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School Environment Developing an awareness of cultural identity and how it affects education and interactions with others in school can be challenging for adolescents.
Teachers must be aware of how much cultural identity influences the education of students. Jones is an Associate Professor of Multicultural Education at the University of Houston-Clear Lake.
In this way, an awareness of the cultural identity of the student affects how well the student will interact with the teacher, how well the student will interact with his or her peers, and how the student views his or her acceptance within the cultural group and within the classroom (Campbell 2004).
Student-teacher and student-student interactions are predicated on whether or not each person's needs are met. Culturally responsive teaching: Theory, research, and practice.
Socializing agents- such as peer groups, media, parents, and teachers-influence the development of a positive or negative student self-concept.
A positive self-concept contributes to the academic success of the student, while a poor self-concept "becomes one of the most challenging individual differences in how he or she will learn" (Bennett 2003,222).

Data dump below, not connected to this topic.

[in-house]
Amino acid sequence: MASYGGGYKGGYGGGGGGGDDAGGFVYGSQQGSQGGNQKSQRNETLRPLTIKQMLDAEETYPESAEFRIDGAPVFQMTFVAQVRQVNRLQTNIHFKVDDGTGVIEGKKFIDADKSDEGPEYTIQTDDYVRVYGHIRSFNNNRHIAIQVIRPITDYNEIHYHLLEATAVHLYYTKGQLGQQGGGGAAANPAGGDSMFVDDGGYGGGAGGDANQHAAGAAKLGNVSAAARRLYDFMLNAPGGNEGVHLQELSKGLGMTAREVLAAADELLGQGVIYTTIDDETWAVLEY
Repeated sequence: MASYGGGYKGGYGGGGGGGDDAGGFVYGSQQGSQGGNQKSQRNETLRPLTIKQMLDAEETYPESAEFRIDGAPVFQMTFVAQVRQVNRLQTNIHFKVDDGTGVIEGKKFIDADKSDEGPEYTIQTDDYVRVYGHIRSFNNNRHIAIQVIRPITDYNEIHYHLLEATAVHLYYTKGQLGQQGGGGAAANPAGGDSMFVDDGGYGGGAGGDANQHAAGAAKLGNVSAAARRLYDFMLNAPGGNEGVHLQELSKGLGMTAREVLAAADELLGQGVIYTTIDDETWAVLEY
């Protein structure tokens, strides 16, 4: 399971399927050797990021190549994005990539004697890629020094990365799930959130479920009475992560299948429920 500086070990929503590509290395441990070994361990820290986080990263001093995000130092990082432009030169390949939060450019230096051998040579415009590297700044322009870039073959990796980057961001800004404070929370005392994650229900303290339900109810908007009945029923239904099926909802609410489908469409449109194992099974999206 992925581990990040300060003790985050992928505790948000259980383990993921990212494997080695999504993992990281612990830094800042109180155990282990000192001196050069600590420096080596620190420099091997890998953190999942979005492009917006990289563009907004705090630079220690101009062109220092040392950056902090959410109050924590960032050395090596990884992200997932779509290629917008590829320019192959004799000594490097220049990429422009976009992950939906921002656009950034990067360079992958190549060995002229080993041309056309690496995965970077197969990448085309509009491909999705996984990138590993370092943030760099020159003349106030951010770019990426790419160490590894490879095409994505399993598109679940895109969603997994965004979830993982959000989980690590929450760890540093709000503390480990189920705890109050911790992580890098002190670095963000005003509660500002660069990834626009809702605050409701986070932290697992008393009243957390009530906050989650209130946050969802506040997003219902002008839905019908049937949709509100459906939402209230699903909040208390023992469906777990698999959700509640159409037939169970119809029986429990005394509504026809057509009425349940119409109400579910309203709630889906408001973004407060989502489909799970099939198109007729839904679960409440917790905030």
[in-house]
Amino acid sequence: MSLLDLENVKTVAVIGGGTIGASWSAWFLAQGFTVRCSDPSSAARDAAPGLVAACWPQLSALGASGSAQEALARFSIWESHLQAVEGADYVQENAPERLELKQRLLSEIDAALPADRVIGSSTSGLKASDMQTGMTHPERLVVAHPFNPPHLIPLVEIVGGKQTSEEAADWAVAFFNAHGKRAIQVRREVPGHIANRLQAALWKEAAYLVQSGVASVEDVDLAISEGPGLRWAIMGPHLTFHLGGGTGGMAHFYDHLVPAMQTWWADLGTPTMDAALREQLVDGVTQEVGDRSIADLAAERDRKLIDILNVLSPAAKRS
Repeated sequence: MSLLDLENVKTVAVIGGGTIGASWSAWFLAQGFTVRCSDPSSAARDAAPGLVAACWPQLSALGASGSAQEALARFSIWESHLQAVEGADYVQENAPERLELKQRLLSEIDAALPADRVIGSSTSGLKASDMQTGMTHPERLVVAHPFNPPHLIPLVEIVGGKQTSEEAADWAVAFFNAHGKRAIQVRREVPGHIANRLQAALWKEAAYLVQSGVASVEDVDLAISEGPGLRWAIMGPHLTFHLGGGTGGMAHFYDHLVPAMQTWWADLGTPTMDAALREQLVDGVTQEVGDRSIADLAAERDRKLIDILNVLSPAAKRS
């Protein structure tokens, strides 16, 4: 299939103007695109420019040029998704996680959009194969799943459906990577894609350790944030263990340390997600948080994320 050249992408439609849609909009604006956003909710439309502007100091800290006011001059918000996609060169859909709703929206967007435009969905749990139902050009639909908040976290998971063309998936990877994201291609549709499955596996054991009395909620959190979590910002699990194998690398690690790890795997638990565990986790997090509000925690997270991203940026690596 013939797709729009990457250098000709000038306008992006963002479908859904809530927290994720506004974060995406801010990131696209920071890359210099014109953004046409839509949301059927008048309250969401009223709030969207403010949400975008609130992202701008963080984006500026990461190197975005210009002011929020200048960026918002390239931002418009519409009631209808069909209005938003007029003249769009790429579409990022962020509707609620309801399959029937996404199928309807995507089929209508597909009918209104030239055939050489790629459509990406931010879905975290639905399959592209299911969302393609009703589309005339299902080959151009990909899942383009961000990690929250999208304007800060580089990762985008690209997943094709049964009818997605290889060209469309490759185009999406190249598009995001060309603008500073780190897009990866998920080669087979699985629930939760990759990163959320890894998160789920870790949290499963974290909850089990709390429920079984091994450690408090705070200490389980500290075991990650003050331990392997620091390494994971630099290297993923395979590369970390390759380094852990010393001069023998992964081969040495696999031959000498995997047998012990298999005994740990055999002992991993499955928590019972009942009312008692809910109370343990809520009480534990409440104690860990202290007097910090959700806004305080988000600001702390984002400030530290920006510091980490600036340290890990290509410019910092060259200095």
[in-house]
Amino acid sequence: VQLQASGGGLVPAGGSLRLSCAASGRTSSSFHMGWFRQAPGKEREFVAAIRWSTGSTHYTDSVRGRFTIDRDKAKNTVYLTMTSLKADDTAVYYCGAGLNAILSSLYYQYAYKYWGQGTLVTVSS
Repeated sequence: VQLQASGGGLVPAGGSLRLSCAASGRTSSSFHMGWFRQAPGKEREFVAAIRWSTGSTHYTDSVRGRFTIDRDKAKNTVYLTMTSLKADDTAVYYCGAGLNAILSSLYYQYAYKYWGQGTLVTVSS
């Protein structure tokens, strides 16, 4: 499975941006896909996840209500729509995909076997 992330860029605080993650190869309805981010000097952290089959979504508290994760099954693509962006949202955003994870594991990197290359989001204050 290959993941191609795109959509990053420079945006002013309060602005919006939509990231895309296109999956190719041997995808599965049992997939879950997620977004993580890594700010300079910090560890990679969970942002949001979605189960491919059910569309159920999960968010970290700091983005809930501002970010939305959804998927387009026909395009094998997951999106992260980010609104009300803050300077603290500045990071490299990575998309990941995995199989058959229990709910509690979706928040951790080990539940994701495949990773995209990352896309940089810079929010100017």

According to Tatum (1997,18), "the concept of identity is a complex one, shaped by individual characteristics, family dynamics, historical factors, and social and political contexts." The cultural identities of students are constructed from their experiences with the 12 attributes of culture identified by Cushner, Mc Clelland, and Safford (2000): ethnicity/nationality, social class, sex/gender, health, age, geographic region, sexuality, religion, social status, language, ability/disability, and race. 'Why are all the black kids sitting together In the cafeteria? She is a member of the Zeta Omega Chapter of Kappa Delta Pi.
Students' cultural identities are defined by these experiences, and students learn these identities within a culture through socializing agents (Campbell 2004).
Therefore, teachers must understand that these cultural identities define who the students are.
The teacher can meet students' needs by modeling a concerned attitude for the well-being of students and by creating a caring environment where students feel valued and appreciated.
For example, a teacher may set the tone for a caring classroom environment by including students' viewpoints in the development of classroom rules or responsibilities. Human diversity in education: An integrative approach, 3rd ed.
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* Students' cultures have value in the classroom, and these cultural identities must be validated through lessons and teaching practices.